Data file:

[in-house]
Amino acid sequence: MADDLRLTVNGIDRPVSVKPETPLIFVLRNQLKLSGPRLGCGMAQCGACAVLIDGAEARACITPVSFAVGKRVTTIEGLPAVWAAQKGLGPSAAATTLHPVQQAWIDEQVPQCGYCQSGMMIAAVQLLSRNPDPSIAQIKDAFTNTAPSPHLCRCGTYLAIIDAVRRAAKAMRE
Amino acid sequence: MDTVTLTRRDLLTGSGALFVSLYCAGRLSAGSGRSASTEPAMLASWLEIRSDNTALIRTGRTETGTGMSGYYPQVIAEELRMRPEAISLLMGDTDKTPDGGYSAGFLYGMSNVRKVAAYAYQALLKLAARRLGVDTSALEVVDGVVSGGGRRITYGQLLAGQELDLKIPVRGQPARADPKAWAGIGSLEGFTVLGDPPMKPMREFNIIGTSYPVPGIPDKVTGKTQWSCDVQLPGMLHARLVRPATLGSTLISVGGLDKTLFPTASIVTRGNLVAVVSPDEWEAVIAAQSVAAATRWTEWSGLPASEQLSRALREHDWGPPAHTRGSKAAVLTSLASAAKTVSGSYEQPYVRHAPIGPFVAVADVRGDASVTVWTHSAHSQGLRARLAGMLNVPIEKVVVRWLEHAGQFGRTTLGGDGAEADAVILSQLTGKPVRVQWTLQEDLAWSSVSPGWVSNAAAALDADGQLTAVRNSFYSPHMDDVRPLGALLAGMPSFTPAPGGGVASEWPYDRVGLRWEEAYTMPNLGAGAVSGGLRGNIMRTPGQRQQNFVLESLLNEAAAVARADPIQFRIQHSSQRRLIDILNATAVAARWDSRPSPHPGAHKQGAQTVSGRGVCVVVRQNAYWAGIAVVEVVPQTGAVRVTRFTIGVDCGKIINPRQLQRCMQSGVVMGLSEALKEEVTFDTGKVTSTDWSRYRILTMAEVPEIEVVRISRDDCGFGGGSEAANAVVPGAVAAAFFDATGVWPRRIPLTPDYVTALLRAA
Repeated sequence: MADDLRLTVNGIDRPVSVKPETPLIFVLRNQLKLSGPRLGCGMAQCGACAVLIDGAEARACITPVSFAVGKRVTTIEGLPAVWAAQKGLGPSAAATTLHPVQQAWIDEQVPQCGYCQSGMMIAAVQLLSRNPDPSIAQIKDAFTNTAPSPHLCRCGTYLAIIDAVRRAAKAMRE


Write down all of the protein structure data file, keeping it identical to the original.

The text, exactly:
[in-house]
Amino acid sequence: MADDLRLTVNGIDRPVSVKPETPLIFVLRNQLKLSGPRLGCGMAQCGACAVLIDGAEARACITPVSFAVGKRVTTIEGLPAVWAAQKGLGPSAAATTLHPVQQAWIDEQVPQCGYCQSGMMIAAVQLLSRNPDPSIAQIKDAFTNTAPSPHLCRCGTYLAIIDAVRRAAKAMRE
Amino acid sequence: MDTVTLTRRDLLTGSGALFVSLYCAGRLSAGSGRSASTEPAMLASWLEIRSDNTALIRTGRTETGTGMSGYYPQVIAEELRMRPEAISLLMGDTDKTPDGGYSAGFLYGMSNVRKVAAYAYQALLKLAARRLGVDTSALEVVDGVVSGGGRRITYGQLLAGQELDLKIPVRGQPARADPKAWAGIGSLEGFTVLGDPPMKPMREFNIIGTSYPVPGIPDKVTGKTQWSCDVQLPGMLHARLVRPATLGSTLISVGGLDKTLFPTASIVTRGNLVAVVSPDEWEAVIAAQSVAAATRWTEWSGLPASEQLSRALREHDWGPPAHTRGSKAAVLTSLASAAKTVSGSYEQPYVRHAPIGPFVAVADVRGDASVTVWTHSAHSQGLRARLAGMLNVPIEKVVVRWLEHAGQFGRTTLGGDGAEADAVILSQLTGKPVRVQWTLQEDLAWSSVSPGWVSNAAAALDADGQLTAVRNSFYSPHMDDVRPLGALLAGMPSFTPAPGGGVASEWPYDRVGLRWEEAYTMPNLGAGAVSGGLRGNIMRTPGQRQQNFVLESLLNEAAAVARADPIQFRIQHSSQRRLIDILNATAVAARWDSRPSPHPGAHKQGAQTVSGRGVCVVVRQNAYWAGIAVVEVVPQTGAVRVTRFTIGVDCGKIINPRQLQRCMQSGVVMGLSEALKEEVTFDTGKVTSTDWSRYRILTMAEVPEIEVVRISRDDCGFGGGSEAANAVVPGAVAAAFFDATGVWPRRIPLTPDYVTALLRAA
Repeated sequence: MADDLRLTVNGIDRPVSVKPETPLIFVLRNQLKLSGPRLGCGMAQCGACAVLIDGAEARACITPVSFAVGKRVTTIEGLPAVWAAQKGLGPSAAATTLHPVQQAWIDEQVPQCGYCQSGMMIAAVQLLSRNPDPSIAQIKDAFTNTAPSPHLCRCGTYLAIIDAVRRAAKAMRE